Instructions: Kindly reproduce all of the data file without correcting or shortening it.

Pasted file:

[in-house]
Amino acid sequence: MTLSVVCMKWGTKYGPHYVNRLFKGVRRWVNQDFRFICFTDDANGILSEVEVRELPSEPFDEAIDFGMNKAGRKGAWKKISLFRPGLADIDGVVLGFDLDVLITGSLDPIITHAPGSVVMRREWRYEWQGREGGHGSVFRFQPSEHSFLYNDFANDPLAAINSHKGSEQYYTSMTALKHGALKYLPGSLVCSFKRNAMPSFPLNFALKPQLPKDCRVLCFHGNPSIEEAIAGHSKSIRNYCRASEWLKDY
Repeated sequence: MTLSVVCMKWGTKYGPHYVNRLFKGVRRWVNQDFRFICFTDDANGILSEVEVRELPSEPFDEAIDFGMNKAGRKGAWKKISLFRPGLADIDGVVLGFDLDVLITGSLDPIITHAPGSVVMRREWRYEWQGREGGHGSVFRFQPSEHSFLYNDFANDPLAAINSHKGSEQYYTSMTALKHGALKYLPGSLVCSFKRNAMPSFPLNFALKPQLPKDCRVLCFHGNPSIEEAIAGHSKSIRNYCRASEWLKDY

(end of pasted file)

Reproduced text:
[in-house]
Amino acid sequence: MTLSVVCMKWGTKYGPHYVNRLFKGVRRWVNQDFRFICFTDDANGILSEVEVRELPSEPFDEAIDFGMNKAGRKGAWKKISLFRPGLADIDGVVLGFDLDVLITGSLDPIITHAPGSVVMRREWRYEWQGREGGHGSVFRFQPSEHSFLYNDFANDPLAAINSHKGSEQYYTSMTALKHGALKYLPGSLVCSFKRNAMPSFPLNFALKPQLPKDCRVLCFHGNPSIEEAIAGHSKSIRNYCRASEWLKDY
Repeated sequence: MTLSVVCMKWGTKYGPHYVNRLFKGVRRWVNQDFRFICFTDDANGILSEVEVRELPSEPFDEAIDFGMNKAGRKGAWKKISLFRPGLADIDGVVLGFDLDVLITGSLDPIITHAPGSVVMRREWRYEWQGREGGHGSVFRFQPSEHSFLYNDFANDPLAAINSHKGSEQYYTSMTALKHGALKYLPGSLVCSFKRNAMPSFPLNFALKPQLPKDCRVLCFHGNPSIEEAIAGHSKSIRNYCRASEWLKDY